This year, the Czech government will decide on how to finance Czech Radio and Czech Television, which currently rely on licence fees paid by households and businesses.
However, the current law is outdated and the fees have not increased for many years, leading to a reduction in programming and job cuts.
The government is considering different models, such as charging households for every device that can receive broadcasts or adopting the German model of a fixed fee per household.
The Minister of Culture, Martin Baxa, opposes financing from the state budget and emphasizes the importance of keeping the TV licence fee. There is agreement that the Supreme Audit Office should oversee the financial management of both broadcasters, but a constitutional amendment would be necessary.
The Czech Radio and Czech Television don't get any funds from the state budget. Households pay a single fee for their services, regardless of the number of devices they have. Meanwhile, businesses pay a fee for each registered device. The monthly fee for radio is CZK 45 (€1.90) and CZK 135 (€5.70) for television. It's worth noting that the fees have stayed the same since 2005 for radio and since 2008 for TV.
The future economic model of public service media was discussed in the Chamber of Deputies on Wednesday.
"We are dealing with the redefinition of who should pay the fees. There are different models. One is to keep the fee linked to the ownership of the device and to extend it not only to traditional TV screens but to all devices that can receive broadcasts. Or the German model, the so-called plug-in model, i.e. charging for households. What we certainly don't want to do, and what I want to rule out at this point, is to abandon the principle of the TV licence fee," emphasised Minister of Culture Martin Baxa (ODS).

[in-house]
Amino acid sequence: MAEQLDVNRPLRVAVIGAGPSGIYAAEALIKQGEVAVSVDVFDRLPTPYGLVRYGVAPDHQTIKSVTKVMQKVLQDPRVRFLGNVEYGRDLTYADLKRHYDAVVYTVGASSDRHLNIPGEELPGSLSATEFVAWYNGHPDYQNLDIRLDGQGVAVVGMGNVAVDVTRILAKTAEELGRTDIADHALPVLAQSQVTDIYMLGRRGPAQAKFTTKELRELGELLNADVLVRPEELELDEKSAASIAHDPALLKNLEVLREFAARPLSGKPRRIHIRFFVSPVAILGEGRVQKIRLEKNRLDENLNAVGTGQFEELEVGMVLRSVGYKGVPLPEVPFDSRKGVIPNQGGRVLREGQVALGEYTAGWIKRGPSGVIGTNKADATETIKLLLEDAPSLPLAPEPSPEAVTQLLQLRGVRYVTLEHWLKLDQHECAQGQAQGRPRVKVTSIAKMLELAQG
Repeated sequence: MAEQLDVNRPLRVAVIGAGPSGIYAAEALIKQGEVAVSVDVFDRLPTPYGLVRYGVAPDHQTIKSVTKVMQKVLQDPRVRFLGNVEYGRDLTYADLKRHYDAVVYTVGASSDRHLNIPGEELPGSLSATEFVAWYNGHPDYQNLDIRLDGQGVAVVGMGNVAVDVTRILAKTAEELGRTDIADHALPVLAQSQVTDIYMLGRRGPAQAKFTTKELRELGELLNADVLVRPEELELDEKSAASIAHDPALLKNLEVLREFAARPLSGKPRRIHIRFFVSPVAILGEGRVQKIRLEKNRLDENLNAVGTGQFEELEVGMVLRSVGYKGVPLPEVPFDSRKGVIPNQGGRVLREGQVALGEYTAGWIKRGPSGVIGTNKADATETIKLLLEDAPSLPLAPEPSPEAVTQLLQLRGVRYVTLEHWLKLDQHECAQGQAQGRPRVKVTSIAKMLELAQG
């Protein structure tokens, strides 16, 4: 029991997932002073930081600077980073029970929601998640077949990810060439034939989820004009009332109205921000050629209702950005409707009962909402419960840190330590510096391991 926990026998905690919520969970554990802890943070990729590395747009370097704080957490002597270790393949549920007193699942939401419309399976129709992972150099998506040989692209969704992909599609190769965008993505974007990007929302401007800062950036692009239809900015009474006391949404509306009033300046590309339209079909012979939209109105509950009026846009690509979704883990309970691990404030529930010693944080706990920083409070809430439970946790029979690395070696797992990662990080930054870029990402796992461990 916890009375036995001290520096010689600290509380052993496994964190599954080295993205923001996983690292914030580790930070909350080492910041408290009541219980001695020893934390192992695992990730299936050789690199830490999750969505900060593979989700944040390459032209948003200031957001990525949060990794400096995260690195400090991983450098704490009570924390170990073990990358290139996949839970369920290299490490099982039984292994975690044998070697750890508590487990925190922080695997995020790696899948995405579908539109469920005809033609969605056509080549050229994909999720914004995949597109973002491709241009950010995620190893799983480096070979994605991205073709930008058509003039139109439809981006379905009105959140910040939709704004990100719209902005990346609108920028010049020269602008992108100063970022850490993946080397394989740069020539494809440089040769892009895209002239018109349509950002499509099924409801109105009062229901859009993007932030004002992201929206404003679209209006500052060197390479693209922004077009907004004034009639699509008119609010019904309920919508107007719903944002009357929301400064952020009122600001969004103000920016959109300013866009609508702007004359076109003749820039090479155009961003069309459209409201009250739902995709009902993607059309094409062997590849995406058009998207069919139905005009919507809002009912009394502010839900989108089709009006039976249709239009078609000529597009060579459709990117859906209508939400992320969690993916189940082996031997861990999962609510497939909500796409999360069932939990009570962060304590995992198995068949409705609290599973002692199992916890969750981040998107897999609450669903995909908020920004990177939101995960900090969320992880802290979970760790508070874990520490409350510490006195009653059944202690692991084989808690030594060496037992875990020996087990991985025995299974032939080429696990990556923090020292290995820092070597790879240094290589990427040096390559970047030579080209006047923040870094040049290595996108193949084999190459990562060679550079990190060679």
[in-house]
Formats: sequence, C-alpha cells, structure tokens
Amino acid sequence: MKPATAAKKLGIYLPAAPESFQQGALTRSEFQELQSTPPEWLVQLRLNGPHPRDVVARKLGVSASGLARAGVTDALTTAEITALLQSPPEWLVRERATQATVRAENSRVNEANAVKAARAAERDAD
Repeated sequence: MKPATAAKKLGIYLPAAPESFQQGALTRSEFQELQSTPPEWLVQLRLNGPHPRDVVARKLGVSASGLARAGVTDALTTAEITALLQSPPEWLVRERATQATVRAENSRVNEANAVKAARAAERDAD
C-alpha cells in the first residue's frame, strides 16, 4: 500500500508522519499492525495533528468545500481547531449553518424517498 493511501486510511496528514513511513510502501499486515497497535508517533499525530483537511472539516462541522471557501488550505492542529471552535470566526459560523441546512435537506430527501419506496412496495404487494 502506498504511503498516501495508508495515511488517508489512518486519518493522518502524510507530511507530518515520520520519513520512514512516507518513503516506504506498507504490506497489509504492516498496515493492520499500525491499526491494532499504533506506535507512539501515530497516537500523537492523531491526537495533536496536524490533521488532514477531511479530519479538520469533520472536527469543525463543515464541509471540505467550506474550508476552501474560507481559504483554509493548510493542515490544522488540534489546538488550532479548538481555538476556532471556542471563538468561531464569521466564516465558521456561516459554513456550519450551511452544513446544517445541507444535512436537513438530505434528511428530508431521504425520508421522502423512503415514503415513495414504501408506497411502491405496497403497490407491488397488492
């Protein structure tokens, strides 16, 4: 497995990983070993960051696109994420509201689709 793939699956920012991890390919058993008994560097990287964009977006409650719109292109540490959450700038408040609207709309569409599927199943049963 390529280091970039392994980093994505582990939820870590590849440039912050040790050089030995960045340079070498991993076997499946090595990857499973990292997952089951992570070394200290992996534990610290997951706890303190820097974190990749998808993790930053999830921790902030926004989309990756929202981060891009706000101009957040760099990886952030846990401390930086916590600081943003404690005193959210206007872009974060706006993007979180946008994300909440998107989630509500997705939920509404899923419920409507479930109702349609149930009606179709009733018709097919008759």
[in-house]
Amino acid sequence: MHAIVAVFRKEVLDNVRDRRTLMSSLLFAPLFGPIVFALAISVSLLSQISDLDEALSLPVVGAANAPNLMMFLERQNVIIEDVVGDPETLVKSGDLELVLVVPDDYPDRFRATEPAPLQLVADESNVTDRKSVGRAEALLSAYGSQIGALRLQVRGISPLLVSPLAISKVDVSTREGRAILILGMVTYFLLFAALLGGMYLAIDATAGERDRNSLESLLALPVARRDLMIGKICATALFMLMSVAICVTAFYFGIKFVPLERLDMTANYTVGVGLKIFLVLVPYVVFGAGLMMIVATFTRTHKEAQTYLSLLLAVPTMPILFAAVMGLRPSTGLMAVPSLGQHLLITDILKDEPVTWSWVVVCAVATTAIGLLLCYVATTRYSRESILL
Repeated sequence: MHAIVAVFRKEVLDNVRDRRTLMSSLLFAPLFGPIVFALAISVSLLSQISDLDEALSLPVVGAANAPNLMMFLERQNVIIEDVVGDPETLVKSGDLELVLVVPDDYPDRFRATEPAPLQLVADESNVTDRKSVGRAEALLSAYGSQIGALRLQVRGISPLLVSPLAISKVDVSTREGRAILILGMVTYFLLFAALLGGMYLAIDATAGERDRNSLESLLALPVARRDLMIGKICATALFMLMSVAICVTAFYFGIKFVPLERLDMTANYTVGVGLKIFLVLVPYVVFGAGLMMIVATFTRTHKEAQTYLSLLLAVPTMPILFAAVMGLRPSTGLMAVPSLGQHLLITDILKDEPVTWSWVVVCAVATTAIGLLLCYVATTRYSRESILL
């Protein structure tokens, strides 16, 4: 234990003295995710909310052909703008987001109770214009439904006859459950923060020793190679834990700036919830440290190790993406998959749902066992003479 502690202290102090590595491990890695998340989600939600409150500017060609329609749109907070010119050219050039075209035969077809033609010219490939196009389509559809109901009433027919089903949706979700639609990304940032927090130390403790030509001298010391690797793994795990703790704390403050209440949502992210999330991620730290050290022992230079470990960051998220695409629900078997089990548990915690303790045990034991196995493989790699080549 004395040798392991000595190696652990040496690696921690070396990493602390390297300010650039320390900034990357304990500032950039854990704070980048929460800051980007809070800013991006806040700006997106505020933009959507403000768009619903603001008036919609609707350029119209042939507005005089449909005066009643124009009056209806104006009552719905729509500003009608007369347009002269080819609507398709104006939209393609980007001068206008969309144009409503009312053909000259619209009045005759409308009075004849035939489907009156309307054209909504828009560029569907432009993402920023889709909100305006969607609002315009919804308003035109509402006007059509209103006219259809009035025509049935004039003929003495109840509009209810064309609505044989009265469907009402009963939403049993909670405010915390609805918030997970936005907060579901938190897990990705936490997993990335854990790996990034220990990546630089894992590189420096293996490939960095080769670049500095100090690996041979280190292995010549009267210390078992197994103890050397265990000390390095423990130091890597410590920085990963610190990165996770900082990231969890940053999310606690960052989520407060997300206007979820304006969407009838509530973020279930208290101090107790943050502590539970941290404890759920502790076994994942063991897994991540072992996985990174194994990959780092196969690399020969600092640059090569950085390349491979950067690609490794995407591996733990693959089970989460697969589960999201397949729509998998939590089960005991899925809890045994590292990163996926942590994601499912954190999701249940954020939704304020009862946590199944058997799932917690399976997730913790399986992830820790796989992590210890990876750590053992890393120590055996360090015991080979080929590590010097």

The minister does not like the idea of financing both media from the state budget. This is the method recently adopted by Slovakia and France, for example.
"During the Czech presidency of the EU, I had a very interesting conversation on this subject with Rima Malak, the French minister of culture. She said that they have abolished the licence fee, that they will fund public media from the state budget for some time, and that during that time they will look for a new funding model. I would consider such a step risky, so we will always be in the area of TV fees and we will look for a sustainable solution for the financing of Czech Television," assured Mr Baxa.
The introduction of the German model would mean that every household would pay for public service media, regardless of whether they have a receiver. In Germany, 18.36 euros are now paid per household, regardless of how many people live there. Companies pay according to the number of sites and employees.
There is a consensus that the financial management of Czech Television and Czech Radio could be controlled by the Supreme Audit Office. This plan was almost passed during the last parliamentary term, but MPs barely had time to vote on it, so it got shelved. As a result, the whole thing will have to be discussed again from the beginning.
"This is one of the few things in our government's cultural programme that I am not entirely sure we will be able to do by the end of the term, because it is a constitutional amendment. It is always a very complicated matter, but we intend to do it. I think the Supreme Audit Office should be involved. I think that even the members of the opposition and I agree that this is the right way to do it. So I think we will get there," the minister hopes.